Can he go back to the old job. You would be surprised how often that is possible if not long after he left.

NancyRaygun Fri 09-Jan-15 16:42:12

I would: Tell him to break down his worries/tasks into sentences, list them out and discuss each one in turn. Calmly.
Then I would advise that you say to him: yep, the job is not right for you, leave. But you cannot leave them in the lurch after only a week. So lets get job hunting and you do a month there. Let go of the pressure: you WILL leave. If you fuck up who cares. You are leaving: Just not yet.

Build his confidence. He will achieve, he just needs to think about separate, achievable, tasks not the huge overwhelming pressure of NEW JOB with RESPONSIBILITIES.

Anything on the list he really cannot achieve or doesn't understand he must talk to his boss. That is a management problem.

My DH goes into complete panic mode when he thinks he has made a mistake at work. He feels high pressure as he is the only earner. I think that doesn't help. But I have learned how to talk him down over the years and a week later all is well usually.

Maybe take steps to get a financial safety net (once this panic is over) so that your DH has a buffer - a months wages - just in case.

flowers

redpickle Fri 09-Jan-15 16:42:49

Yep, exactly like that Ali! He started at 9 and server went down at 11 and they were looking at him to hop to it. He didn't even know where the toilet was.

Yes it's a senior role.

It's the travelling and this unexpected project that has freaked him out. They never mentioned it until the day he started.

chipshop Fri 09-Jan-15 16:43:10

He definitely needs to give it longer than a week, poor guy. New jobs can be terrifying and it can take quite a while to bed in. But he's been hired for a reason, with people who have worked with him before, so it sounds like he's very much up to the job.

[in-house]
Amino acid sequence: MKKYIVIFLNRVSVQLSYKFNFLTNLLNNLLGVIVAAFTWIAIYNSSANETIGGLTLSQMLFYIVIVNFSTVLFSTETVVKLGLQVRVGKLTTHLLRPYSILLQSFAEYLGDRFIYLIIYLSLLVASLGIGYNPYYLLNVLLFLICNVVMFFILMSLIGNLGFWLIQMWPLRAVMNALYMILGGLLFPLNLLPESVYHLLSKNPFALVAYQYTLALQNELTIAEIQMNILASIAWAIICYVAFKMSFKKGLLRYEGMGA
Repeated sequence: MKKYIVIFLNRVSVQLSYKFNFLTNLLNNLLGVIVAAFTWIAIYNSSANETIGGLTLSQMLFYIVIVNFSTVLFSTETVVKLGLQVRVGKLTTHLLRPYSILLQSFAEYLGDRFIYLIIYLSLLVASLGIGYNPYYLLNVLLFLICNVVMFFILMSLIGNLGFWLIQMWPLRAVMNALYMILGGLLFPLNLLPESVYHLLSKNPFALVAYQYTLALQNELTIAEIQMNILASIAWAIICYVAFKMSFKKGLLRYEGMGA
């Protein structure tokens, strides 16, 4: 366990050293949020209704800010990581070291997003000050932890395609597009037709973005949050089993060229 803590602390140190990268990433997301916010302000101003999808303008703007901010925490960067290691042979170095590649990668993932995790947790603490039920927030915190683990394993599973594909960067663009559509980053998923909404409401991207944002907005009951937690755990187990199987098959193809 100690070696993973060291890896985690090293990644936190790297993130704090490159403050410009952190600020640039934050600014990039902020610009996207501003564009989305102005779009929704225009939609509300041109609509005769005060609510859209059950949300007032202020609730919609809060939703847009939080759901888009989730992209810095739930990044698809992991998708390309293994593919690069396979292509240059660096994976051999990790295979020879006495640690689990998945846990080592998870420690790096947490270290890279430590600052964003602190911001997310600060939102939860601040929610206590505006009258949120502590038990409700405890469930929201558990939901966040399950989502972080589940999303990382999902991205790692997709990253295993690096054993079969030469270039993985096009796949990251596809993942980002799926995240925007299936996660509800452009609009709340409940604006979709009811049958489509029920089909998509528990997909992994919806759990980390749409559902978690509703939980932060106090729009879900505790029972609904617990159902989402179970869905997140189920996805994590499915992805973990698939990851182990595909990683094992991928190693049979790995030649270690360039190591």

Agree that you and FIL need to remain calm, no hysteria and try and coax him through. Lots of reassurance and confidence building. He needs to give it a good go. DP really coaxed me through my big step up now I come to think of it, I needed hand-holding for quite a while as it was scary!

Good luck.

Newrule Fri 09-Jan-15 16:43:16

I suggest you use a coaching approach to help him see that he can manage this situation. Telling him and reasoning with him seems unlikely to work.

From an objective point of view, we all get a bit of nerves in a new job and doubt our ability at first. This is a healthy human response to a strange/new situation. It is helping him get to that objective point and then helping him to come up with strategies to hang on in there.

It is highly unlikely that he is not up for the job.

CLJ52 Fri 09-Jan-15 16:44:49

I was in this situation (a good few years ago now). I'd been headhunted from a job I was happy in, and the opportunities described were just too good to turn down. First day with the new company was the worst. I didn't know I'd be replacing someone who had been demoted THAT MORNING and when I got there he was still clearing his/my desk. Everyone hated me for taking his job. As well as that, it was utter chaos. No systems or processes or support system. My promised company car hadn't arrived and no one had organised a hire car - just everything was wrong.

Second day I went back to my old boss and begged her to take me back. She said to stick it out for a month and if I still hated it I could come back. As it worked out, I decided to stay in the new role and it all worked out well. It was probably the toughest but most valuable learning experience ever.

Could you come to an agreement with your OH that if he still feels the same after one or two weeks then he can leave? He really should give it a fair chance. First days are always stressful - even with good companies.

If he really can't stomach it, you have a few months to organise something.

Hope it all works out for you both.